Education is a fundamental human right of every woman, man and child. In states’ efforts to meet their commitments to making the right to education a reality for all, most have made impressive progress in recent decades. With new laws and policies that remove fees in basic education, significant progress has been made in advancing free education. This has led to tens of millions of children enrolling for the first time and the number of out of school children and adolescents falling by almost half since 2000.
According to UNESCO, 264 million children and youth are still out of school around the world, and this is only accounting for the primary (61 million) and secondary school (203 million) age population. In particular, the poorest and most marginalised, including ethnic and religious minorities, persons with disabilities, girls, and populations experiencing conflict, are often systematically unable to access and complete a full cycle of quality education.
This youth report, based on findings and conclusions from the 2017/8 Global Education Monitoring report, asks how young people are involved in the process of accountability in education. As students, what are we responsible for in our education and how are we held accountable? How can we make sure other actors–like schools, universities and governments–are held accountable for their responsibilities?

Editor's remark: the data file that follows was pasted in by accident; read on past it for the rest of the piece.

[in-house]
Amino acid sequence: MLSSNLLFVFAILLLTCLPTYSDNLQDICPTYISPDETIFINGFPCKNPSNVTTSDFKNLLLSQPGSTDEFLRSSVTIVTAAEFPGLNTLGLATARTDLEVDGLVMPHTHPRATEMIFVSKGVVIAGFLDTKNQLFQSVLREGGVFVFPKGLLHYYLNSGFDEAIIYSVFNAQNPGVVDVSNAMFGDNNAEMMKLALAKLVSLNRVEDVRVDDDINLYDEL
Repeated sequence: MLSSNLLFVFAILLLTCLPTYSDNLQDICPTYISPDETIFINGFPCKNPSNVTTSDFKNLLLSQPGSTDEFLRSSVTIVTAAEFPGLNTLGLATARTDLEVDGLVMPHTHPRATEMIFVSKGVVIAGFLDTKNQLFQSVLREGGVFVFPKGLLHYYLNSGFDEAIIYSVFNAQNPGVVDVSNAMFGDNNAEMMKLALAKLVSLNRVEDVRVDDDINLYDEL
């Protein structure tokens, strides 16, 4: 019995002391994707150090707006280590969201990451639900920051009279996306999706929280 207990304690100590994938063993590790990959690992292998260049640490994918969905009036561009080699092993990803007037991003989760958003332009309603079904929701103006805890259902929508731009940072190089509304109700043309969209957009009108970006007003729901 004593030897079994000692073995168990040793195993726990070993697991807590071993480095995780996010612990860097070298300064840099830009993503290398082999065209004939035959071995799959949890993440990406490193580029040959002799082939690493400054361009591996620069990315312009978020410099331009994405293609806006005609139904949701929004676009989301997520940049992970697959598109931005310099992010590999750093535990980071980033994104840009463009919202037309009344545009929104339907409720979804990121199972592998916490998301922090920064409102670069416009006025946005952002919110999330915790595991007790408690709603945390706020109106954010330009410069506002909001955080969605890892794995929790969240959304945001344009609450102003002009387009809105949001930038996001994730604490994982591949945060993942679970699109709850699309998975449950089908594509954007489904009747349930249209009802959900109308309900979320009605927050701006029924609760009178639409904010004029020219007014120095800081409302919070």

Le droit de l’enfant au respect de sa culture et de sa langue est consacré par la Convention Internationale relative aux Droits de l’Enfant. C’est un droit fondamental encore trop souvent malmené et peu connu. Que comprend ce droit ? En quoi est-il important dans la vie d’un enfant ? Ce droit est-il respecté en pratique ? Cette fiche a pour objectif de rappeler l’importance, les contours et la portée de ce droit; mais également les conditions et modalités de son exercice dans le cadre scolaire.
Ce document énumère les instruments internationaux qui se réfèrent à la liberté d'enseignement et les dispositions pertinentes.
In this decision, the Florida Supreme Court held that a voucher program providing public funds to students to obtain private education failed to comply with article IX, section 1 of the Florida Constitution, which requires the state government to make adequate provision for education through a uniform system of free public schools. This decision confirms Florida’s constitutional obligation to provide high quality, free public education – a duty that cannot be discharged by funding unregulated private schools through a voucher or scholarship program.
Scholars at Risk announces the release of Free to Think, a report of the Academic Freedom Monitoring Project. The culmination of four years of monitoring and analysis by SAR staff and researchers around the world, the report analyzes 333 attacks on higher education communities in 65 countries from January 2011 to May 2015, demonstrating the pressing need to raise awareness and document attacks on higher education: